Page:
Growing up in the vibrant and bustling city of San Jose, Costa Rica, oboe-player and composer Francisco Castillo’s childhood was filled with music, art, dance and soccer. Lots of soccer. He attended the K-12 School for the Arts in Costa Rica, enjoying “just being a kid exploring.” But then the principal got strict and declared that because it was an art school, the students needed to choose a subject and stick to it. There was only one oboe in the school, which several students had to share, including the reed. For those who don’t know about woodwind instruments, reeds are fickle and quite an intimate part of the process, having to be shaved down to just the right fit for each individual player. After a couple embarrassing recitals, most students at the school abandoned the oboe leaving Francisco to continue with the instrument, enjoying the challenge, which, ultimately led to a career.
However, alongside playing, Mr. Castillo started composing as well, majoring in oboe, conducting and composition in college. He first attended the University of Costa Rica, then transferred to Cal State Northridge, eventually receiving his Master’s from the University of Southern California. It was at USC that Francisco first met Maestro Victor Vener, who was playing French Horn (his first instrument prior to conducting) in a concert. Years later, Francisco saw an audition notice for the Pasadena Pops, started by Maestro Vener. He won the audition and still remembers their first performance, a fundraiser at a house concert. Later, when Dr. Vener created the Cal Phil, he invited Francisco to continue on with him. “It’s been a long ride. A very fun ride,” Castillo says of his work with the Cal Phil. “Vic has a way of handling the audience. Audiences love Victor.” Francisco comments on how, in turn, the musicians feel that “wonderful connection” with the audience, as well. Mr. Castillo serves as principal oboist of the California Philharmonic Orchestra, the Redlands Symphony and the Pasadena Pops Orchestra. He has performed with the San Diego Symphony, San Diego Opera, Los Angeles Philharmonic, New West Symphony Orchestra, Pacific Symphony, Long Beach Symphony, Riverside Philharmonic, Burbank Symphony Orchestra, San Bernardino Orchestra and the Santa Barbara Symphony Orchestra.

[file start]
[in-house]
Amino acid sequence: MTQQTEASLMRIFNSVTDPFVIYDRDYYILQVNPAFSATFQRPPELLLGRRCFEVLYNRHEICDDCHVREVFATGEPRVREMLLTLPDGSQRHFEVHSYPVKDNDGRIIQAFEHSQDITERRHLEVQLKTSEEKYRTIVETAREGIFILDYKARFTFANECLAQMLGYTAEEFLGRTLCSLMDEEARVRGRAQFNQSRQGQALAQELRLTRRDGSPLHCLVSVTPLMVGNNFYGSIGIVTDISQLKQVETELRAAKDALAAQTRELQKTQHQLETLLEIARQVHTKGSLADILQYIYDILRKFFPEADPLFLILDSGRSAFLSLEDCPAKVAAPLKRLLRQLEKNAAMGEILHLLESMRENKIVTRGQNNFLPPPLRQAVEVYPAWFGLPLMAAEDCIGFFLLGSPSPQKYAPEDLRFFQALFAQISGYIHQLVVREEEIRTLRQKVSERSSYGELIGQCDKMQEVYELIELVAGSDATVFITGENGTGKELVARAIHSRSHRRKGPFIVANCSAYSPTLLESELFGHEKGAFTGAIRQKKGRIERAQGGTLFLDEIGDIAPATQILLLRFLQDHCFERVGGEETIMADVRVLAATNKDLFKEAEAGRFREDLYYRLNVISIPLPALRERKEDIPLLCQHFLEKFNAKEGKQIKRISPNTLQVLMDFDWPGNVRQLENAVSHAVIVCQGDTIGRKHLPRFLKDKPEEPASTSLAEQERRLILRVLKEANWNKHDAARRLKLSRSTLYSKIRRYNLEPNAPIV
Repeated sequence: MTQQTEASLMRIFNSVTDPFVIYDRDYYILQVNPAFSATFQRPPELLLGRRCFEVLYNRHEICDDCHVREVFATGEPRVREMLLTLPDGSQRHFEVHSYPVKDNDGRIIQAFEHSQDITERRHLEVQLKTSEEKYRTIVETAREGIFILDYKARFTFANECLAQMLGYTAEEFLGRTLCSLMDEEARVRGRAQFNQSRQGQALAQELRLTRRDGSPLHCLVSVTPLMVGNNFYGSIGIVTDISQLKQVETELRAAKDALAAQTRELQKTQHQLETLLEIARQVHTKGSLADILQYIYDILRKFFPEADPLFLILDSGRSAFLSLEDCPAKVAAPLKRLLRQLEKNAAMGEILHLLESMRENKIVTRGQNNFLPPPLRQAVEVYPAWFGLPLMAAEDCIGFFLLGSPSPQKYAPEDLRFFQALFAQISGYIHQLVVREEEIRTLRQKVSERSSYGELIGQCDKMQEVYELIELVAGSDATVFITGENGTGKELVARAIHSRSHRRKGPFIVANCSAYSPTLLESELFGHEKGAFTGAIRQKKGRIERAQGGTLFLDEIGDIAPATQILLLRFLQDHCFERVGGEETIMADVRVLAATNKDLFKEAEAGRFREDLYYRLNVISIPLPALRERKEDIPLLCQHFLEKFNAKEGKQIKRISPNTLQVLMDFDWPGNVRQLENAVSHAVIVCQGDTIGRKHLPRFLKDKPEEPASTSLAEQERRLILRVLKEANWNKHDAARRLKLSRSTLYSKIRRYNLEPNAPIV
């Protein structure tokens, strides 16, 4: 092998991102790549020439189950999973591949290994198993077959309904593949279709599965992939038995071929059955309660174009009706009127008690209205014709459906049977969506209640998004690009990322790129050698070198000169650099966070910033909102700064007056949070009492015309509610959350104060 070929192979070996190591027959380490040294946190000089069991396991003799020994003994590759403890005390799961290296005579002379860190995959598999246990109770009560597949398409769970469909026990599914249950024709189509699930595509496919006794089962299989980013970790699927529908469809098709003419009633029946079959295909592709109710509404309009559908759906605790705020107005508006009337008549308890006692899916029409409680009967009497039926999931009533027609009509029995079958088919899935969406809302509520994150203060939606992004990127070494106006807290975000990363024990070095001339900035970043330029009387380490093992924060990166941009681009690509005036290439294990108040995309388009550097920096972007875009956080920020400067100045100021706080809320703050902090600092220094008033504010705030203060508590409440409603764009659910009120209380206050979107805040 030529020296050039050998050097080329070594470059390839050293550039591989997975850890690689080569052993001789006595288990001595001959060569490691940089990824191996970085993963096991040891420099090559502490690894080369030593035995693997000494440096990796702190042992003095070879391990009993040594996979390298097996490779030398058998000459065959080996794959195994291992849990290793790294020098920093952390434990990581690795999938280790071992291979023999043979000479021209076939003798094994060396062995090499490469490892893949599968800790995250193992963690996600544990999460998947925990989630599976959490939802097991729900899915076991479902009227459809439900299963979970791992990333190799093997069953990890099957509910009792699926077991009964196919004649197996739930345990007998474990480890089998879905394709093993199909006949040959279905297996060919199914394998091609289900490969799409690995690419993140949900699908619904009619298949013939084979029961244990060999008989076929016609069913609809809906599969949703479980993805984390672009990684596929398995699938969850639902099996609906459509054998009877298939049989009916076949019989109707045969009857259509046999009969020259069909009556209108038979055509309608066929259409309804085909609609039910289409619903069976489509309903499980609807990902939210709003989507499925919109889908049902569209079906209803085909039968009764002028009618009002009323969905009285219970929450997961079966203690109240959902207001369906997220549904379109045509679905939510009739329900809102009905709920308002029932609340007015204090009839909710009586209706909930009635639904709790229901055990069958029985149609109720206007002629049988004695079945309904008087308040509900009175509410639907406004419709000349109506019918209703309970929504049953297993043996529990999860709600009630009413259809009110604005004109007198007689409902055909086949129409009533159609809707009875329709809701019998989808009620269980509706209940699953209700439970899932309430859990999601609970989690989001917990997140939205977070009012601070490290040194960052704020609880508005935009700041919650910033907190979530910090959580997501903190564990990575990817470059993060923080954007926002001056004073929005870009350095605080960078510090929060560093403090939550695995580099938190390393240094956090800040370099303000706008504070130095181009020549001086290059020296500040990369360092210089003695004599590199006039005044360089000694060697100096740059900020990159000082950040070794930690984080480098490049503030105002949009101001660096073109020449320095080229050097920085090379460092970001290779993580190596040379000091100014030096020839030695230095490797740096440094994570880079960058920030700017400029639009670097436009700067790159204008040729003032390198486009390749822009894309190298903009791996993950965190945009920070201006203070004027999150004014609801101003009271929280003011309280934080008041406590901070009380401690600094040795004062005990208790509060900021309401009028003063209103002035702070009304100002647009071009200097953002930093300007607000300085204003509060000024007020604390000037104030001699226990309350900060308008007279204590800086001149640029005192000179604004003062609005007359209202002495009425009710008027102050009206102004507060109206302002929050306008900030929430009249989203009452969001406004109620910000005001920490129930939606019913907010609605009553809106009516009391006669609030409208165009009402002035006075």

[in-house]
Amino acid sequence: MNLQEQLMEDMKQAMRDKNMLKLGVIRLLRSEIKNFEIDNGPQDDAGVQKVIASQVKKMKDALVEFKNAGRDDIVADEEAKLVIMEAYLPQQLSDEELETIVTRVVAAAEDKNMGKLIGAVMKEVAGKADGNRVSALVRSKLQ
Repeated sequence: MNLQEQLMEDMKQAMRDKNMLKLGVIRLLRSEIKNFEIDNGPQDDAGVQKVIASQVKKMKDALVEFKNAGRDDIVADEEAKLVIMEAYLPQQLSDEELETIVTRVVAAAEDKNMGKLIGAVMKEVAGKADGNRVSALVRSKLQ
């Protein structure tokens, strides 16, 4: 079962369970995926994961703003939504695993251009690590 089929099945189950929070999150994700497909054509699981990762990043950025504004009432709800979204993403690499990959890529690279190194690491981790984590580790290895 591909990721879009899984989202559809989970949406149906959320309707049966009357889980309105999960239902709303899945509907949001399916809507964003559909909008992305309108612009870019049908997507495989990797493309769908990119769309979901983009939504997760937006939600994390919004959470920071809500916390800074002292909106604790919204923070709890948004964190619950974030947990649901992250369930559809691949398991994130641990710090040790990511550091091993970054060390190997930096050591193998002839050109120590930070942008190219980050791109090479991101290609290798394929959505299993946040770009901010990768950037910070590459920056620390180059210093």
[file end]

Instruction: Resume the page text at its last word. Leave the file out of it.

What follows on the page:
Mr. Castillo also records for films scores and CDs. Most recently, Francisco recorded the Concerto for Oboe and Orchestra by Charles Fernandez with the Royal Philharmonic Orchestra in London, England under the direction of the composer. Francisco Castillo’s own work as a composer harkens back to his creative youth in Costa Rica where he would collaborate with dance groups and theater companies. In 1979, he was the winner of the Costa Rica National prize in composition for his orchestral work, “TUPACK AMARU”. Presently, he still writes specifically for instrumentalists he knows, as he did for specific dancers and their style of movement, making the artistic creation very personal. He has had numerous pieces premiered by the Pasadena Pops Orchestra as well as by the Los Angeles Philharmonic Woodwind Quartet.
Yet, throughout his life of music, his love and devotion for soccer remains. Francisco wrote “The Fanfare for a Soccer Championship” which was premiered during the celebrations of the 1994 World Cup of Soccer, held in Los Angeles. He follows soccer teams, especially in the US and Costa Rica, such as the Los Angeles Galaxy and Costa Rican Saprissa, and finds himself in quite a conflict if the two are playing each other. Francisco has even run into Victor Vener, quite coincidentally, at soccer games.
Mr. Castillo is also a restaurant aficionado. He enjoys sampling the plethora of fine cuisine found here in Southern California, and is able to do so, through his freelance life-style. Travelling from gig to job with all the extensive teaching he does in between, Francisco finds himself in various parts of SoCal. Enjoyment of life is important to him. “When I play,” he declares, “I want to enjoy it.” Music is not just a job for him. “I’m looking for the spiritual essence of music,” he says. An essence the California Philharmonic and its players have been generating for over two decades.